25. I kind of hope this stupid and crass and disingenuous move by Twitpic lays them low. Just to send a message that sensible people DO pay attention to this stuff and such rights grabs could bring a hard pushback. I’ve deleted my TP account (which I wasn’t using yet anyway) and am currently checking out Mobypicture. Which was running a bit slow, could be a sign of high traffic :).

  26. There’s one thing that I find a bit surprising and that’s how there seems to be a lot of you guys that are pro’s that somewhat blindly assume sharing services are going to have ToS’s that you agree with and start uploading content to them without first trying to find out if it is safe for you to do so. I agree with you that sites like these should not claim copyright over your work and it’s an ongoing struggle to have them fix this but you DO have to research this before you get into it. If you discover this later and feel the need to delete your images, you didn’t do your job in the first place.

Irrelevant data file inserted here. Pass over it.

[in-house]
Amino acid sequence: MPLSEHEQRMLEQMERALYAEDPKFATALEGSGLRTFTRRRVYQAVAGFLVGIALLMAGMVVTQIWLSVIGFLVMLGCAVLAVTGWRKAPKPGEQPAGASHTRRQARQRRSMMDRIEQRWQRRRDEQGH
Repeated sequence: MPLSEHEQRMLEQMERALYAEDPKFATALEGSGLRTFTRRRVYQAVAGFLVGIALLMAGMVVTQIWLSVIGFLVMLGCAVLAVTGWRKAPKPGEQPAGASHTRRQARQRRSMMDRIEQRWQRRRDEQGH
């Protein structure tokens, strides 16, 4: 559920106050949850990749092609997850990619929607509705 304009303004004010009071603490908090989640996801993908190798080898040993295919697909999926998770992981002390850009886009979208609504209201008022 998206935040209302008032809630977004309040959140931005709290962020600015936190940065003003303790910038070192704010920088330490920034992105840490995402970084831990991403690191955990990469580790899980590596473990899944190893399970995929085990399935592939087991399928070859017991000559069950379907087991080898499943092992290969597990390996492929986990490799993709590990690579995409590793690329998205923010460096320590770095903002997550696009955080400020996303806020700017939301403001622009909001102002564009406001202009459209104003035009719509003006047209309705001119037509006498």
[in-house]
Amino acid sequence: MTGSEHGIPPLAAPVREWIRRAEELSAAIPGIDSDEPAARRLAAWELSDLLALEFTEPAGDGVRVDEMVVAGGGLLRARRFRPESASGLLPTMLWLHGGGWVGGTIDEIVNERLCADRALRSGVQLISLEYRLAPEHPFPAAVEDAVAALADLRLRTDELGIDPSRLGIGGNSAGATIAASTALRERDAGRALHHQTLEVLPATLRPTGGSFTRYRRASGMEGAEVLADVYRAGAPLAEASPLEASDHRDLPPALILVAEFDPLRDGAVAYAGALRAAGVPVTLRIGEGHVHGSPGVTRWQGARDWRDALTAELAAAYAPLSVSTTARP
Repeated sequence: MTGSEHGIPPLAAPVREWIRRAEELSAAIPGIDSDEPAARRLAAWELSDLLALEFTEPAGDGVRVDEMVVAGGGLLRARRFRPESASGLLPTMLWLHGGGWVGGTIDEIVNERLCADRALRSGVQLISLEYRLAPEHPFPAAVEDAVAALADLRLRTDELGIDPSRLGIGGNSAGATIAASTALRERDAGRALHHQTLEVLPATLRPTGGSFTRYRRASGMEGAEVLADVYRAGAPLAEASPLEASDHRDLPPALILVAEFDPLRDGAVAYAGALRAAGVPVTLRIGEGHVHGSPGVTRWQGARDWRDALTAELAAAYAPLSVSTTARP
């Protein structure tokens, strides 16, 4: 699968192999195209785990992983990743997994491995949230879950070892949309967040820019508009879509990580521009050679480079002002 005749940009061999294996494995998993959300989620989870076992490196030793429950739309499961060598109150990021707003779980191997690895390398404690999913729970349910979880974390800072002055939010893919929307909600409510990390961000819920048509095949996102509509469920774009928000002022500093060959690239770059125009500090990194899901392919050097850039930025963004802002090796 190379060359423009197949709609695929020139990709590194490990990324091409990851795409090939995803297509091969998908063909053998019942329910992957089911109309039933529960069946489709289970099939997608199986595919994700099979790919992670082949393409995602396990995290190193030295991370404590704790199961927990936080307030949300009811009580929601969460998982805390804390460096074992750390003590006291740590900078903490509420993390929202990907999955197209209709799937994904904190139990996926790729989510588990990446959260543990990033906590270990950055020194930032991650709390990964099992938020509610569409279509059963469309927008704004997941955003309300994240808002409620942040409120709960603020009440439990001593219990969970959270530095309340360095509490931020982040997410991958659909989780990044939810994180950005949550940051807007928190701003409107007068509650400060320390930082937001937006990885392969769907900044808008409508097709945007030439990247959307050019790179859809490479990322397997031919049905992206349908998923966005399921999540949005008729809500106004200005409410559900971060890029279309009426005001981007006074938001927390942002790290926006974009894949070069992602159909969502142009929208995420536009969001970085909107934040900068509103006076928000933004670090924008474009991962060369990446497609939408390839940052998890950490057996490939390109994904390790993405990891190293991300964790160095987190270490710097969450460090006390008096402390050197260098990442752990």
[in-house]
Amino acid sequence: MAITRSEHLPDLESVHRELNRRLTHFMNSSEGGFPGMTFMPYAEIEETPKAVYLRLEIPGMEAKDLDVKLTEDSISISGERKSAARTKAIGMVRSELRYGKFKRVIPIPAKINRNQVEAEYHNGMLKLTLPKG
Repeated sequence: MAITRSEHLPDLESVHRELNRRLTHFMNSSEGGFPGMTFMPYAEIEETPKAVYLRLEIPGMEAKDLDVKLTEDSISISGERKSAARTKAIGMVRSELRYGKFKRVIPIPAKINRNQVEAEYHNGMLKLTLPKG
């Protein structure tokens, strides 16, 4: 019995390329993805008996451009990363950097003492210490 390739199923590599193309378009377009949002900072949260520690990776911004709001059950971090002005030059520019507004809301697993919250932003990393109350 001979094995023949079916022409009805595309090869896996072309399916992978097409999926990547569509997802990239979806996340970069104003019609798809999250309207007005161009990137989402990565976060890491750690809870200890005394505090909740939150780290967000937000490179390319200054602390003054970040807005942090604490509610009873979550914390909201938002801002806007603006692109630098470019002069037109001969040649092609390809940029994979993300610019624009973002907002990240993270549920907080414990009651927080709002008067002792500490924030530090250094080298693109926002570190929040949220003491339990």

On the other hand, some of these agreements seems to be there to protect the site _from their users_ by eliminating the threat of a user suing the site for using their images in normal on-site functions.

    • @john, What about the companies that change the terms of service whilst using the service?

      TwitPic had 11 words when I signed up concerning copyright.
      “All images uploaded are copyright © their respective owners”
      It now hits 940 words, also I am pretty sure they must make people aware that terms of service are changing (not a blog post). ie Apple you must accept them every time they change.

      • @StevenBullen, You’re right, they do sometimes change the agreement and force you to accept it before letting you in.

        Are there any sites that operates on a business model that let’s the users share profit on any opt-in pictures the site manages to sell that also targets the capture-the-moment crowd?

  27. So if someone goes onto my site and grabs a photo (without my permission) and places it on TwitPic, I am screwed!?

    • @Jack English, No, since the TOS say that you have to own the rights to uploaded pictures. Thus the user would have been infringing the TOS and they wouldn’t apply to your picture.

  28. I just blogged about my concerns over a “domino effect” in terms of rights grabbing.

    If Twitpic or anyone else who photographers use as “marketing-oriented storage” can suddenly re-sell our images without paying the copyright holder then what’s to stop a free storage service like Dropbox or Skydrive deciding to do similar….

    More thoughts here: